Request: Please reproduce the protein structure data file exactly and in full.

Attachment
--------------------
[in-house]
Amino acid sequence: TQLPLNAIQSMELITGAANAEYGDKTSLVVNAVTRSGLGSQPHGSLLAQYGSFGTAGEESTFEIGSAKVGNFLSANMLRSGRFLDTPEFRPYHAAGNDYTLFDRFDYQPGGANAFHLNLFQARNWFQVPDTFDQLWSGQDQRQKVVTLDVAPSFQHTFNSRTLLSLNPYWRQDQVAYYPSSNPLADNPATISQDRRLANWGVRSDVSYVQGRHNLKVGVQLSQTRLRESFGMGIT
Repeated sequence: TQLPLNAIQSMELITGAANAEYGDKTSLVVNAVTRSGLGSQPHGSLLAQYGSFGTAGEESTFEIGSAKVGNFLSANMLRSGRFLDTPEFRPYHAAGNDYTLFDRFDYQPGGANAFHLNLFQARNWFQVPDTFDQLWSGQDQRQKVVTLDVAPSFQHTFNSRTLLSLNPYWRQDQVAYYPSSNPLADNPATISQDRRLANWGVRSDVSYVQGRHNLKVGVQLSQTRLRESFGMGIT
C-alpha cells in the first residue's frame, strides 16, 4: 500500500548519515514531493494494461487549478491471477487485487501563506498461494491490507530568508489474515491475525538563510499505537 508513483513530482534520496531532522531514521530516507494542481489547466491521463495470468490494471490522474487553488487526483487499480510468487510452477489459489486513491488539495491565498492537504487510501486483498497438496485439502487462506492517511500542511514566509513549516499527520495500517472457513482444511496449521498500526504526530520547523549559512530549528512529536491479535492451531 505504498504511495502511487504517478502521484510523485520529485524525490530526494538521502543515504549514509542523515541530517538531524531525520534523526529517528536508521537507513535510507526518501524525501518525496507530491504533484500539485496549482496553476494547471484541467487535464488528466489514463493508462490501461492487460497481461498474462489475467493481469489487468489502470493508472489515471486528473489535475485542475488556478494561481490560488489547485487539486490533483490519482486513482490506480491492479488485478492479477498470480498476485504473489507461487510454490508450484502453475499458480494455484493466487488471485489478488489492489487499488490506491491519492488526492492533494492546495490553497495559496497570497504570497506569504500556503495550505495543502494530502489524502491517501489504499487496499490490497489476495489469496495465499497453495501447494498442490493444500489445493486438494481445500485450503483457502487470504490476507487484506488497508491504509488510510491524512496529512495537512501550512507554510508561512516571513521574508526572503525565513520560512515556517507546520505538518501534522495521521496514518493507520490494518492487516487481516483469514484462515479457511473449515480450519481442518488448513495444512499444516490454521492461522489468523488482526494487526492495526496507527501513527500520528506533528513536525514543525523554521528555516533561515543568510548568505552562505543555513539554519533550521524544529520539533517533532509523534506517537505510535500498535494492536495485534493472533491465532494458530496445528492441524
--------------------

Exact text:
[in-house]
Amino acid sequence: TQLPLNAIQSMELITGAANAEYGDKTSLVVNAVTRSGLGSQPHGSLLAQYGSFGTAGEESTFEIGSAKVGNFLSANMLRSGRFLDTPEFRPYHAAGNDYTLFDRFDYQPGGANAFHLNLFQARNWFQVPDTFDQLWSGQDQRQKVVTLDVAPSFQHTFNSRTLLSLNPYWRQDQVAYYPSSNPLADNPATISQDRRLANWGVRSDVSYVQGRHNLKVGVQLSQTRLRESFGMGIT
Repeated sequence: TQLPLNAIQSMELITGAANAEYGDKTSLVVNAVTRSGLGSQPHGSLLAQYGSFGTAGEESTFEIGSAKVGNFLSANMLRSGRFLDTPEFRPYHAAGNDYTLFDRFDYQPGGANAFHLNLFQARNWFQVPDTFDQLWSGQDQRQKVVTLDVAPSFQHTFNSRTLLSLNPYWRQDQVAYYPSSNPLADNPATISQDRRLANWGVRSDVSYVQGRHNLKVGVQLSQTRLRESFGMGIT
C-alpha cells in the first residue's frame, strides 16, 4: 500500500548519515514531493494494461487549478491471477487485487501563506498461494491490507530568508489474515491475525538563510499505537 508513483513530482534520496531532522531514521530516507494542481489547466491521463495470468490494471490522474487553488487526483487499480510468487510452477489459489486513491488539495491565498492537504487510501486483498497438496485439502487462506492517511500542511514566509513549516499527520495500517472457513482444511496449521498500526504526530520547523549559512530549528512529536491479535492451531 505504498504511495502511487504517478502521484510523485520529485524525490530526494538521502543515504549514509542523515541530517538531524531525520534523526529517528536508521537507513535510507526518501524525501518525496507530491504533484500539485496549482496553476494547471484541467487535464488528466489514463493508462490501461492487460497481461498474462489475467493481469489487468489502470493508472489515471486528473489535475485542475488556478494561481490560488489547485487539486490533483490519482486513482490506480491492479488485478492479477498470480498476485504473489507461487510454490508450484502453475499458480494455484493466487488471485489478488489492489487499488490506491491519492488526492492533494492546495490553497495559496497570497504570497506569504500556503495550505495543502494530502489524502491517501489504499487496499490490497489476495489469496495465499497453495501447494498442490493444500489445493486438494481445500485450503483457502487470504490476507487484506488497508491504509488510510491524512496529512495537512501550512507554510508561512516571513521574508526572503525565513520560512515556517507546520505538518501534522495521521496514518493507520490494518492487516487481516483469514484462515479457511473449515480450519481442518488448513495444512499444516490454521492461522489468523488482526494487526492495526496507527501513527500520528506533528513536525514543525523554521528555516533561515543568510548568505552562505543555513539554519533550521524544529520539533517533532509523534506517537505510535500498535494492536495485534493472533491465532494458530496445528492441524